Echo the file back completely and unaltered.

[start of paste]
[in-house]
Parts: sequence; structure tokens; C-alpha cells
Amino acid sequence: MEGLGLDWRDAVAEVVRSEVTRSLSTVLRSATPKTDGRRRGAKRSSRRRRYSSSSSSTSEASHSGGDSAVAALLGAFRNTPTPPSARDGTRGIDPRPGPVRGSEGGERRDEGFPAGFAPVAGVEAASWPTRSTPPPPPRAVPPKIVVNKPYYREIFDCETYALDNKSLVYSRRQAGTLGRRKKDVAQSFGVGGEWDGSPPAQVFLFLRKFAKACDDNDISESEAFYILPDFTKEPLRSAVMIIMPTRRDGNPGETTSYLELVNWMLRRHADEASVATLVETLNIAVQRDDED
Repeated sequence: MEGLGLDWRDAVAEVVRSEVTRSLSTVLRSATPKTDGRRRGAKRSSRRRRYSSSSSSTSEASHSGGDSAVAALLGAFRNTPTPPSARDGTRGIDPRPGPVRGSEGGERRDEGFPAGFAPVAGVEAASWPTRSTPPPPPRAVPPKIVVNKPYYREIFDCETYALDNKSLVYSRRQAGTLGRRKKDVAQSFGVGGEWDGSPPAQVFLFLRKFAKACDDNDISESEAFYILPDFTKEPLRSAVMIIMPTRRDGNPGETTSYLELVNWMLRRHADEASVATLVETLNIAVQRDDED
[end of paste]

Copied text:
[in-house]
Parts: sequence; structure tokens; C-alpha cells
Amino acid sequence: MEGLGLDWRDAVAEVVRSEVTRSLSTVLRSATPKTDGRRRGAKRSSRRRRYSSSSSSTSEASHSGGDSAVAALLGAFRNTPTPPSARDGTRGIDPRPGPVRGSEGGERRDEGFPAGFAPVAGVEAASWPTRSTPPPPPRAVPPKIVVNKPYYREIFDCETYALDNKSLVYSRRQAGTLGRRKKDVAQSFGVGGEWDGSPPAQVFLFLRKFAKACDDNDISESEAFYILPDFTKEPLRSAVMIIMPTRRDGNPGETTSYLELVNWMLRRHADEASVATLVETLNIAVQRDDED
Repeated sequence: MEGLGLDWRDAVAEVVRSEVTRSLSTVLRSATPKTDGRRRGAKRSSRRRRYSSSSSSTSEASHSGGDSAVAALLGAFRNTPTPPSARDGTRGIDPRPGPVRGSEGGERRDEGFPAGFAPVAGVEAASWPTRSTPPPPPRAVPPKIVVNKPYYREIFDCETYALDNKSLVYSRRQAGTLGRRKKDVAQSFGVGGEWDGSPPAQVFLFLRKFAKACDDNDISESEAFYILPDFTKEPLRSAVMIIMPTRRDGNPGETTSYLELVNWMLRRHADEASVATLVETLNIAVQRDDED